Peru reports almost 300% growth in mango exports
With 296% reported growth, the 2012-13 year was marked by a return to good weather, APEM manager Juan Carlos Rivera explained.
"In the 2011-12 campaign, there was a strong drop in production because of the climatic conditions, since mangoes are a fruit that depend a lot on weather. In contrast, the conditions this season are excellent," Rivera told www.andina.com.pe.
2011-12 saw exports drop to 70,000 tons (MT), in comparison to 130,000 MT the season before.
Mangoes are Peru's most exported fruit, with around 60% going to the European Union and 35% to the United States. Smaller markets include Chile, China and Japan.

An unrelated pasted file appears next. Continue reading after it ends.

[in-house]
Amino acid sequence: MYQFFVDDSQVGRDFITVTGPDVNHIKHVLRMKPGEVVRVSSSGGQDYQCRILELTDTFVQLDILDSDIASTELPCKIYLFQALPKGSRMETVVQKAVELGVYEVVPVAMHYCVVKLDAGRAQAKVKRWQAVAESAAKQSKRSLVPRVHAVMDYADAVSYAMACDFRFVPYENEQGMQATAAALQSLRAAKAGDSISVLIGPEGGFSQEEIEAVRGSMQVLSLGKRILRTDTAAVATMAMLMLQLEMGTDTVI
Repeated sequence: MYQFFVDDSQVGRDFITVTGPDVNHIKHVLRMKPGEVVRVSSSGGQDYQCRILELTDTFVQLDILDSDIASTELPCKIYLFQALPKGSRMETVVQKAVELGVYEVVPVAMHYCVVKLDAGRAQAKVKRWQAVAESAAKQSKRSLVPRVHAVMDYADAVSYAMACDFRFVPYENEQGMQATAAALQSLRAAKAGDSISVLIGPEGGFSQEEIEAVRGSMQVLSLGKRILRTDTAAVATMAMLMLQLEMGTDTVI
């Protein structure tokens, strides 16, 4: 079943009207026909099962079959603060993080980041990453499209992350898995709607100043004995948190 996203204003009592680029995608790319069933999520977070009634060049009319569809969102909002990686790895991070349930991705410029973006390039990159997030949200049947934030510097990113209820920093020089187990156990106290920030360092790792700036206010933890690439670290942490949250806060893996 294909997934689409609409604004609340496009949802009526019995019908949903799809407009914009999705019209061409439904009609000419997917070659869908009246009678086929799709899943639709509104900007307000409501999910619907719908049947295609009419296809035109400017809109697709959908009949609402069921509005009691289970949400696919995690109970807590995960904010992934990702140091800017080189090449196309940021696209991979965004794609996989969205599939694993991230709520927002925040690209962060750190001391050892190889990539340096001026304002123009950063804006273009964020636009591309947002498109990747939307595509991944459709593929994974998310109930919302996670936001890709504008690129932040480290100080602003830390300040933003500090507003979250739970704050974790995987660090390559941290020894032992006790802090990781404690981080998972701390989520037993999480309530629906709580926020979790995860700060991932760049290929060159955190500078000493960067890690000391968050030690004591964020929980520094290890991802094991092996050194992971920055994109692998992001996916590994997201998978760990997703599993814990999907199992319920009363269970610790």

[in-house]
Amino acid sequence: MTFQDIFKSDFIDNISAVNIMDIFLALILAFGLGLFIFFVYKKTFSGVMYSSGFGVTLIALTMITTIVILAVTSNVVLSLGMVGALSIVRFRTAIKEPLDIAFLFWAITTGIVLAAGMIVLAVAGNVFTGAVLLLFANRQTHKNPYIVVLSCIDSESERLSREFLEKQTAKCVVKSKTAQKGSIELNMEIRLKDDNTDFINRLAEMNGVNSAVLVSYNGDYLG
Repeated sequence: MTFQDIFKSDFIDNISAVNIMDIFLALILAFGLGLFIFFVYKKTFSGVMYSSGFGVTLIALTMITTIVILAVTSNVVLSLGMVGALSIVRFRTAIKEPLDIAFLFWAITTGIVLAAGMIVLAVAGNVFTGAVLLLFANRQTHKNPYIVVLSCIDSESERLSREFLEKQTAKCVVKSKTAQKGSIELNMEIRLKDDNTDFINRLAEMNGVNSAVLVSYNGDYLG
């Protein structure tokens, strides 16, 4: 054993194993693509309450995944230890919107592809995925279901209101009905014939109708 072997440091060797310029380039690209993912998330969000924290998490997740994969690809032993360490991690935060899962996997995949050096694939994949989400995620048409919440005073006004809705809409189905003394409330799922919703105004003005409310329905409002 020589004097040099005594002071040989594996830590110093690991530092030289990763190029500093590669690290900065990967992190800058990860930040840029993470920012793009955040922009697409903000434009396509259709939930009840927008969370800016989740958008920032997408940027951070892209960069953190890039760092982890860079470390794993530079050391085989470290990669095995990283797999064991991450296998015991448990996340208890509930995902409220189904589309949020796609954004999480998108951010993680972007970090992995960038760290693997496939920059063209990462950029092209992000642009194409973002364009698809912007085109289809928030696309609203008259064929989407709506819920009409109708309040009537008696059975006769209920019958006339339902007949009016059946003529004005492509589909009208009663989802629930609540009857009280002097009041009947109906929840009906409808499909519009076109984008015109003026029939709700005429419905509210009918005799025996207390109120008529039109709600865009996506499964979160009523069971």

The Kent variety represents 90% of Peru's exports because of its ability to hold up during travel.
"This variety has a strong peel that resists hydrothermal treatment. On the other hand, the Edward variety, also of excellent quality, doesn't hold up to treatment, packing and travel. That's why it can't be exported," Rivera said in www.andina.com.pe.
Travel and time restrictions are some of the greatest barriers for Peru to expand on the Asian market. Rivera explained that a shipment to China needs at least 28 days by boat, which even the sturdiest varieties cannot withstand.